Recent years have brought important changes to the profession of school psychology, influenced by larger social, scientific, and political trends. These trends include the emergence of children's rights agenda and advances in children's well-being measurement. During these years, a growing public attention and commitment to the notion of children's rights has developed, which is best expressed in the United Nations Convention on the Rights of the Child. The Convention outlines the conditions necessary to ensure and promote children's well-being and calls for the ongoing monitoring of children's well-being for accountability purposes. We articulate advances in children's rights and children's well-being measurement in the context of children's schooling experiences in general and for school psychology in particular. We highlight implications for the assessment roles of school psychologists, who occupy a unique position at the intersection of multiple subsystems of children's overall ecosystems. We argue that the synergy between a rights-based agenda and advances in children's well-being assessment methodology can provide valuable opportunities for school psychology. This synergy can help school communities establish perspective and goals for children's well-being in rights respecting ways, using the most promising well-being assessment strategies.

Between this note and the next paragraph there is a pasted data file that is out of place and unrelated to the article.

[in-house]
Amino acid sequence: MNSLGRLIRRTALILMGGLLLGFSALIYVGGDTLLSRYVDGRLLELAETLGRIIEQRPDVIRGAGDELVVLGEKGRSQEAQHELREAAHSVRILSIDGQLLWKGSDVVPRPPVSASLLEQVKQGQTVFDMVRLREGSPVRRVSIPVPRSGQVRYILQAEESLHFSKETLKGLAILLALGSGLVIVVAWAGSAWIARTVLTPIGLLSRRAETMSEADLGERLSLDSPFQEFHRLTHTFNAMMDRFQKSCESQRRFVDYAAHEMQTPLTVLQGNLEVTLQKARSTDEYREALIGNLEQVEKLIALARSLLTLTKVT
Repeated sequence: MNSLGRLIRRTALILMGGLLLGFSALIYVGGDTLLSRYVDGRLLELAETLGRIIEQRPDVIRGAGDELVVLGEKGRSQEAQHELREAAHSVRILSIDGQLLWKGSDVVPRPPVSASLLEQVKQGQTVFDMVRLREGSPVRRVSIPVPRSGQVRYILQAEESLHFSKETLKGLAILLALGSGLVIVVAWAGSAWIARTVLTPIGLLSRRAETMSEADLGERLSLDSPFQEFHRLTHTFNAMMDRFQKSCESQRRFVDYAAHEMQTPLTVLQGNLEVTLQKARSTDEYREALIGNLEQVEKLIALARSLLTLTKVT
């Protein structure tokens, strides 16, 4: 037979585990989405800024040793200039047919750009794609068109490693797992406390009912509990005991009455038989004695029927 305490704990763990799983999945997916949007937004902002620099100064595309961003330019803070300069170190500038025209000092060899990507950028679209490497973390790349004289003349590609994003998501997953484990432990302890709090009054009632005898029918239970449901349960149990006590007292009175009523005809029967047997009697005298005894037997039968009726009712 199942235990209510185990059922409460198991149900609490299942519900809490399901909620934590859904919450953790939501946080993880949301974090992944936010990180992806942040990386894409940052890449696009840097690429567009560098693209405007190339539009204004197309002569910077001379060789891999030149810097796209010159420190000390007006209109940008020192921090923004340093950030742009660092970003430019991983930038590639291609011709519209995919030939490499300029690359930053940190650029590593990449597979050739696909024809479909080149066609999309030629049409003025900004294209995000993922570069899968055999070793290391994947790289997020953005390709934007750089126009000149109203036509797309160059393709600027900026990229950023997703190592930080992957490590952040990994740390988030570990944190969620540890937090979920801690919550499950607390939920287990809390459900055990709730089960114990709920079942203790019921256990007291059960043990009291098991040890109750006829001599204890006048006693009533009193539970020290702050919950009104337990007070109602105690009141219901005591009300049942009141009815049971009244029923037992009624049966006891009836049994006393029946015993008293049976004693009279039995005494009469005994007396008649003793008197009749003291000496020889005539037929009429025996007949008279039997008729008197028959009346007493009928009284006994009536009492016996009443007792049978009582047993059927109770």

- Child well-being
- Children's rights
- School psychology
- Subjective well-being
- United Nations Convention on Children's Rights